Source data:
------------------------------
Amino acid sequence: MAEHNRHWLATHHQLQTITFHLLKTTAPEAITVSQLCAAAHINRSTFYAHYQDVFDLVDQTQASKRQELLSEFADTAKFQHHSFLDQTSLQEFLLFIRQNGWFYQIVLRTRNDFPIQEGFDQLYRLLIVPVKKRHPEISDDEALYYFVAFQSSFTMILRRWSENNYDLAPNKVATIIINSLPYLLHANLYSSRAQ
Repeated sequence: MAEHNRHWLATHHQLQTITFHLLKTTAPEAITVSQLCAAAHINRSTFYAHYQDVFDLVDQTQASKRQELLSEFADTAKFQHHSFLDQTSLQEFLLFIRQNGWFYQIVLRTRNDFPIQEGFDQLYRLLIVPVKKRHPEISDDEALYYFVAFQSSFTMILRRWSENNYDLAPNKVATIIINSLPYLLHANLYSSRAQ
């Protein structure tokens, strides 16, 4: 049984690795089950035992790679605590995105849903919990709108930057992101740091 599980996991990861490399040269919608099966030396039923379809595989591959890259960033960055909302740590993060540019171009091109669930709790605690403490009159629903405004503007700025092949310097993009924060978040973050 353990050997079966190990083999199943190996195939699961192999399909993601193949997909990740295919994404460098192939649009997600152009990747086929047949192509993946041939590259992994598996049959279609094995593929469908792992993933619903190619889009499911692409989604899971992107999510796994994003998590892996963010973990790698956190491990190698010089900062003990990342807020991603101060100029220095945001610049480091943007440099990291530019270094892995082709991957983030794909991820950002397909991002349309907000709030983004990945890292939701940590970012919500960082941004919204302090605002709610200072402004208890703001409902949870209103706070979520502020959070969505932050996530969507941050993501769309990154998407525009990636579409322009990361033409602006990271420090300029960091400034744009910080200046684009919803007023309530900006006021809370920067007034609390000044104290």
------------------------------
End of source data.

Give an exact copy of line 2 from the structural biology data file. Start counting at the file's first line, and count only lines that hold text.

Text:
Repeated sequence: MAEHNRHWLATHHQLQTITFHLLKTTAPEAITVSQLCAAAHINRSTFYAHYQDVFDLVDQTQASKRQELLSEFADTAKFQHHSFLDQTSLQEFLLFIRQNGWFYQIVLRTRNDFPIQEGFDQLYRLLIVPVKKRHPEISDDEALYYFVAFQSSFTMILRRWSENNYDLAPNKVATIIINSLPYLLHANLYSSRAQ